Unquestionably, the strict American immigration policy, underlined by the Great Depression and the prevalent anti-Semitism of the time, which existed among both the populace and government officials, made it difficult if not impossible for Jews during the Holocaust to find a safe haven in the United States. Had the United States adapted its immigration policies in the 1930s to permit persecuted Jewish refugees to enter America or, at the very least, had it fulfilled the existing quotas, more Jews would had survived the Nazi era.
For decades following the end of the war, debates raged within the American Jewish community (and among historians) about whether American Jews did enough to save their European brethren.
History attests that during the 1930s Jews in America (along with non-Jewish citizens) responded to fascism and the Nazi persecution of the Jews with demonstrations, supported anti-German boycotts and provided financial support to Jews living under the Nazi regime. But these activities did not rescue Jews. Clearly what was needed was a change in the immigration policy, which neither the American government—including President Franklin Roosevelt—nor the American people wanted.
Notwithstanding factors including the Great Depression, isolationism and nativism, all of which influenced American policies and the national mindset, a handful of Jews, non-Jews and organizations responded to the pleas for help not only from overseas family and friends, but also from strangers.
In 2013, the Museum of Jewish Heritage—A Living Memorial to the Holocaust in New York held a haunting exhibit titled Against The Odds: American Jews & The Rescue Of Europe’s Refugees, 1933-1941, which depicted the stories and noble actions of these heroic and self-sacrificing Jews who made rescuing European Jewry their personal mission. Among the rescuers presented in the exhibit were David and Jacob Kestenbaum, themselves immigrants who were successful furriers residing in Brooklyn, New York. The exhibit noted that the brothers “issued hundreds of affidavits to extended family, friends and total strangers.”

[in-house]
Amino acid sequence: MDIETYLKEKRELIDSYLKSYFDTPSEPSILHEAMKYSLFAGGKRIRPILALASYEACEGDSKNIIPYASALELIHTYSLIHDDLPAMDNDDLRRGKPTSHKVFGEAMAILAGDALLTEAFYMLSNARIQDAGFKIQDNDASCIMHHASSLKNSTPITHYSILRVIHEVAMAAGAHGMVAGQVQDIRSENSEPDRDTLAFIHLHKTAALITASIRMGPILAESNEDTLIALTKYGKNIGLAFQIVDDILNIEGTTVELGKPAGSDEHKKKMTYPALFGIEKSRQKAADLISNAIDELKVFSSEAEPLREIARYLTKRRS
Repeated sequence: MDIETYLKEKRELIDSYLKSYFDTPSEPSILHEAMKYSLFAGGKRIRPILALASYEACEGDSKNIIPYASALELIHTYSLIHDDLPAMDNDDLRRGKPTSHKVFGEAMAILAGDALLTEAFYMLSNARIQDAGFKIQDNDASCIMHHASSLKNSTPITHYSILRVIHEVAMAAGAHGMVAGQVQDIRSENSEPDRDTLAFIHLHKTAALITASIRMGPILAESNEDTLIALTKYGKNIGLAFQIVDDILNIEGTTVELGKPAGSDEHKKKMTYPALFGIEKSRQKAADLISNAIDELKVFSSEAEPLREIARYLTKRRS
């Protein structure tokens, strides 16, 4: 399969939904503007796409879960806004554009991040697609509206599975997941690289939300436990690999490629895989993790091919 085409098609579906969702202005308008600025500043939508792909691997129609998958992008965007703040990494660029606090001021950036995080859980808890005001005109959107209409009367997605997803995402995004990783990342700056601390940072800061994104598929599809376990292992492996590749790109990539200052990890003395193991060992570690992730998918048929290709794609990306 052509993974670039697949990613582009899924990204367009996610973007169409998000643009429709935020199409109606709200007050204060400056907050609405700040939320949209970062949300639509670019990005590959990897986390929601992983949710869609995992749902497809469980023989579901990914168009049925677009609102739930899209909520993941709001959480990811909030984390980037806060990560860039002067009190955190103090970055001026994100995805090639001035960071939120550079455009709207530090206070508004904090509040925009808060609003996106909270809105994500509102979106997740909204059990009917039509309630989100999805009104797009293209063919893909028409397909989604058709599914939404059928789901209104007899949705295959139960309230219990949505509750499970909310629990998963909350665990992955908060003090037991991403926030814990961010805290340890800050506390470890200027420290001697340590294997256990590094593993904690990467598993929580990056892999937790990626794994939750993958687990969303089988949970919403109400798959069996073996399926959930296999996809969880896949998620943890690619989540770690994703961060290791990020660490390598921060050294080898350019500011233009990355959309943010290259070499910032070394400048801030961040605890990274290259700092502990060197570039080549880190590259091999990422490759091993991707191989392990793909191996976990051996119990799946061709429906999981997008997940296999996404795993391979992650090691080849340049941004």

For decades following the end of the war, debates raged within the American Jewish community (and among historians) about whether American Jews did enough to save European Jewry.
Further research at the museum archives revealed 700 case files in the Kestenbaum collection. This remarkable collection of letters documents the horrific situation facing Jews in Nazi Europe, as well as the challenges they faced while pursuing refuge in America. Most striking among the array of supplicant letters received by the Kestenbaums are those from European Jewish leaders, rabbis and roshei yeshivah, whose correspondence reflects deep concern, personal responsibility and a commitment to the survival of their communities and students. Reading these letters and their desperate cries for help, one feels overwhelmed with grief.
These original letters and documents put a human face to history.
In addition, the 700 case files found in the Kestenbaum archives reveal the heroics, the determination and steadfastness of the Kestenbaum brothers in rescuing their brethren from Nazi Europe.
They overcame the formidable obstacles presented by American immigration laws. They disregarded the prevailing negative attitudes toward Jewish refugees. They claimed strangers as relatives as they provided an astonishingly large number of affidavits. They hired extra employees to deal with the increasing amount of paperwork necessary to obtain affidavits. They provided financial aid to Jews so they could leave their countries and travel to the United States. Even after the outbreak of war, when immigration to America was not viable, the Kestenbaums continued their rescue work. The files reveal their activities in aiding students of the Mir Yeshiva as well as students of Lubavitch who were stranded in Shanghai during the war.
It would be misleading to declare that the activities of the Kestenbaums dispel the reality of American Jewish inaction during the Holocaust.
The Jewish community in 1930s America faced various political, economic and social challenges that informed their responses to the tragedies in Europe. As a minority community living in a country with economic difficulties and ever-present anti-Semitism, Jewish leaders and citizens were cautious and hesitant to act. David and Jacob Kestenbaum disregarded these concerns and, guided by their religious convictions, answered the call for help. These businessmen from Brooklyn became activists for rescue and saved the lives of hundreds of Jews.
Unfortunately, there weren’t nearly enough David and Jacob Kestenbaums in America at this critical time.
Licht teaches Holocaust studies in high schools throughout the New York metropolitan area.
More in this Section:
A Discovery Sheds Light on Rescue Efforts During the Holocaust, by Susie Garber